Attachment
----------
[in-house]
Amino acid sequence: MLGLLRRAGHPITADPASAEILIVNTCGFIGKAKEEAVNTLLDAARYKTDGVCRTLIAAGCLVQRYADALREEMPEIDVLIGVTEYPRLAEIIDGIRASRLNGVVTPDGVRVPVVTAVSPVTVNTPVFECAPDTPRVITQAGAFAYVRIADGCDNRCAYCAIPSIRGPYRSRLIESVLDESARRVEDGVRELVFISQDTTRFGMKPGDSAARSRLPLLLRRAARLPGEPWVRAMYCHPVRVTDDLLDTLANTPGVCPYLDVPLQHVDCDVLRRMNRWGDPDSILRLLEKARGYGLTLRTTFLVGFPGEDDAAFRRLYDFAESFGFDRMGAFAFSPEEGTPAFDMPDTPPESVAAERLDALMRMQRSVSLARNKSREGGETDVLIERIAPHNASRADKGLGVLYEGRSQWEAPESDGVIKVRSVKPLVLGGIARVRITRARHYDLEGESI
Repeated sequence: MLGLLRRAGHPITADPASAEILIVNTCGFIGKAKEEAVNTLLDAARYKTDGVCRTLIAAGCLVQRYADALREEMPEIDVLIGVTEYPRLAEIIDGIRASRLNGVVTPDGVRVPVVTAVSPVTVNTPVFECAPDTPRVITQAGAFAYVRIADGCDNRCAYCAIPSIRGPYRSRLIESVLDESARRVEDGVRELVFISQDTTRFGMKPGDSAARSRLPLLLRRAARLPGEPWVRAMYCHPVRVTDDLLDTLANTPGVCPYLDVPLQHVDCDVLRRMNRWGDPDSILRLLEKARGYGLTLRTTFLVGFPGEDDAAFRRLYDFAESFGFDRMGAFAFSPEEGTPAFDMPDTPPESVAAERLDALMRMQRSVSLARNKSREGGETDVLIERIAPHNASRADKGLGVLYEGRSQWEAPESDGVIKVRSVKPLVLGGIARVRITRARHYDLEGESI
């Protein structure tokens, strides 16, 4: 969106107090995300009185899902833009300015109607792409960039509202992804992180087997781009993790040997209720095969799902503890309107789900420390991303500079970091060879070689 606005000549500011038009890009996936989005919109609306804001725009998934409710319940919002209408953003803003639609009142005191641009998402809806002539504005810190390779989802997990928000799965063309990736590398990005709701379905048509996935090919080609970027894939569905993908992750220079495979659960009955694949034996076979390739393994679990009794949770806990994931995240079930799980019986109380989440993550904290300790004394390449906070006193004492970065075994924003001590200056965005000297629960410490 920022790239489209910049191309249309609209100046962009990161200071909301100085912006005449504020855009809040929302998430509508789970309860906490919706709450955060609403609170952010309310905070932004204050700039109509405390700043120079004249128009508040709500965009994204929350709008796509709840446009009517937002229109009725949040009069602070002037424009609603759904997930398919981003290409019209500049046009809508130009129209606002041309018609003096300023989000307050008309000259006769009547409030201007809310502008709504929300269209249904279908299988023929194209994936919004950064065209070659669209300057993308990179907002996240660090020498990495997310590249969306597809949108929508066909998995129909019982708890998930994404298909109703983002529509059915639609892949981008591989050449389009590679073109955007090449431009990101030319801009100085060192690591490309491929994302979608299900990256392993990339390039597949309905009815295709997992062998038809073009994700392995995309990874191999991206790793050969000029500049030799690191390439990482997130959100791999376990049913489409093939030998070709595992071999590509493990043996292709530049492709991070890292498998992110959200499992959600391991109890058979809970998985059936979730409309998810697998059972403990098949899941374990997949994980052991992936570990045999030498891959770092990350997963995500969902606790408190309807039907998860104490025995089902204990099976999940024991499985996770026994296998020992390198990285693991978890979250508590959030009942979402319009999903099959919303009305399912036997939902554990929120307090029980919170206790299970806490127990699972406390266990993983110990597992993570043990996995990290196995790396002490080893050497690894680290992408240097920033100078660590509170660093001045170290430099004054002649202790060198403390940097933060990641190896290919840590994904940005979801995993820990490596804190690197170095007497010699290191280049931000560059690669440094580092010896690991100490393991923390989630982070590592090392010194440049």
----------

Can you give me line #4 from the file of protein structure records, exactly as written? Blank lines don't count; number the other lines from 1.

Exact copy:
């Protein structure tokens, strides 16, 4: 969106107090995300009185899902833009300015109607792409960039509202992804992180087997781009993790040997209720095969799902503890309107789900420390991303500079970091060879070689 606005000549500011038009890009996936989005919109609306804001725009998934409710319940919002209408953003803003639609009142005191641009998402809806002539504005810190390779989802997990928000799965063309990736590398990005709701379905048509996935090919080609970027894939569905993908992750220079495979659960009955694949034996076979390739393994679990009794949770806990994931995240079930799980019986109380989440993550904290300790004394390449906070006193004492970065075994924003001590200056965005000297629960410490 920022790239489209910049191309249309609209100046962009990161200071909301100085912006005449504020855009809040929302998430509508789970309860906490919706709450955060609403609170952010309310905070932004204050700039109509405390700043120079004249128009508040709500965009994204929350709008796509709840446009009517937002229109009725949040009069602070002037424009609603759904997930398919981003290409019209500049046009809508130009129209606002041309018609003096300023989000307050008309000259006769009547409030201007809310502008709504929300269209249904279908299988023929194209994936919004950064065209070659669209300057993308990179907002996240660090020498990495997310590249969306597809949108929508066909998995129909019982708890998930994404298909109703983002529509059915639609892949981008591989050449389009590679073109955007090449431009990101030319801009100085060192690591490309491929994302979608299900990256392993990339390039597949309905009815295709997992062998038809073009994700392995995309990874191999991206790793050969000029500049030799690191390439990482997130959100791999376990049913489409093939030998070709595992071999590509493990043996292709530049492709991070890292498998992110959200499992959600391991109890058979809970998985059936979730409309998810697998059972403990098949899941374990997949994980052991992936570990045999030498891959770092990350997963995500969902606790408190309807039907998860104490025995089902204990099976999940024991499985996770026994296998020992390198990285693991978890979250508590959030009942979402319009999903099959919303009305399912036997939902554990929120307090029980919170206790299970806490127990699972406390266990993983110990597992993570043990996995990290196995790396002490080893050497690894680290992408240097920033100078660590509170660093001045170290430099004054002649202790060198403390940097933060990641190896290919840590994904940005979801995993820990490596804190690197170095007497010699290191280049931000560059690669440094580092010896690991100490393991923390989630982070590592090392010194440049």